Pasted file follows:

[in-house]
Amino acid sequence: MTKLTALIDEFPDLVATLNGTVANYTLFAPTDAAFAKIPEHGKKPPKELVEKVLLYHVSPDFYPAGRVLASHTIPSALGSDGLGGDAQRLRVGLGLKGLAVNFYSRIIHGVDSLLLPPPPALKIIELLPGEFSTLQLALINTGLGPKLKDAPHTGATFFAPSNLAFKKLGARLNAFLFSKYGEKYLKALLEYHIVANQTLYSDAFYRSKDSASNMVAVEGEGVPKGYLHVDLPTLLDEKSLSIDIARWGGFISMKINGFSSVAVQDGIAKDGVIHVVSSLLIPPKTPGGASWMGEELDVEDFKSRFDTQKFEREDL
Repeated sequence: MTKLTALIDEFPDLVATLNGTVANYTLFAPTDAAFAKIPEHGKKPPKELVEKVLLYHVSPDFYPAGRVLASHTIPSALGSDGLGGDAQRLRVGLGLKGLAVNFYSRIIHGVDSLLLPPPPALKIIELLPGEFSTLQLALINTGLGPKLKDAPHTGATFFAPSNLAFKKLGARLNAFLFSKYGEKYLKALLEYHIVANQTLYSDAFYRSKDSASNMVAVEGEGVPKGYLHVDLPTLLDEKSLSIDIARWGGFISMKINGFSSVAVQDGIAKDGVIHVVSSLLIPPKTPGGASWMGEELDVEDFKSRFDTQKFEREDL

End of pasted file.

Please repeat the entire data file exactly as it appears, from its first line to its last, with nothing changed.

[in-house]
Amino acid sequence: MTKLTALIDEFPDLVATLNGTVANYTLFAPTDAAFAKIPEHGKKPPKELVEKVLLYHVSPDFYPAGRVLASHTIPSALGSDGLGGDAQRLRVGLGLKGLAVNFYSRIIHGVDSLLLPPPPALKIIELLPGEFSTLQLALINTGLGPKLKDAPHTGATFFAPSNLAFKKLGARLNAFLFSKYGEKYLKALLEYHIVANQTLYSDAFYRSKDSASNMVAVEGEGVPKGYLHVDLPTLLDEKSLSIDIARWGGFISMKINGFSSVAVQDGIAKDGVIHVVSSLLIPPKTPGGASWMGEELDVEDFKSRFDTQKFEREDL
Repeated sequence: MTKLTALIDEFPDLVATLNGTVANYTLFAPTDAAFAKIPEHGKKPPKELVEKVLLYHVSPDFYPAGRVLASHTIPSALGSDGLGGDAQRLRVGLGLKGLAVNFYSRIIHGVDSLLLPPPPALKIIELLPGEFSTLQLALINTGLGPKLKDAPHTGATFFAPSNLAFKKLGARLNAFLFSKYGEKYLKALLEYHIVANQTLYSDAFYRSKDSASNMVAVEGEGVPKGYLHVDLPTLLDEKSLSIDIARWGGFISMKINGFSSVAVQDGIAKDGVIHVVSSLLIPPKTPGGASWMGEELDVEDFKSRFDTQKFEREDL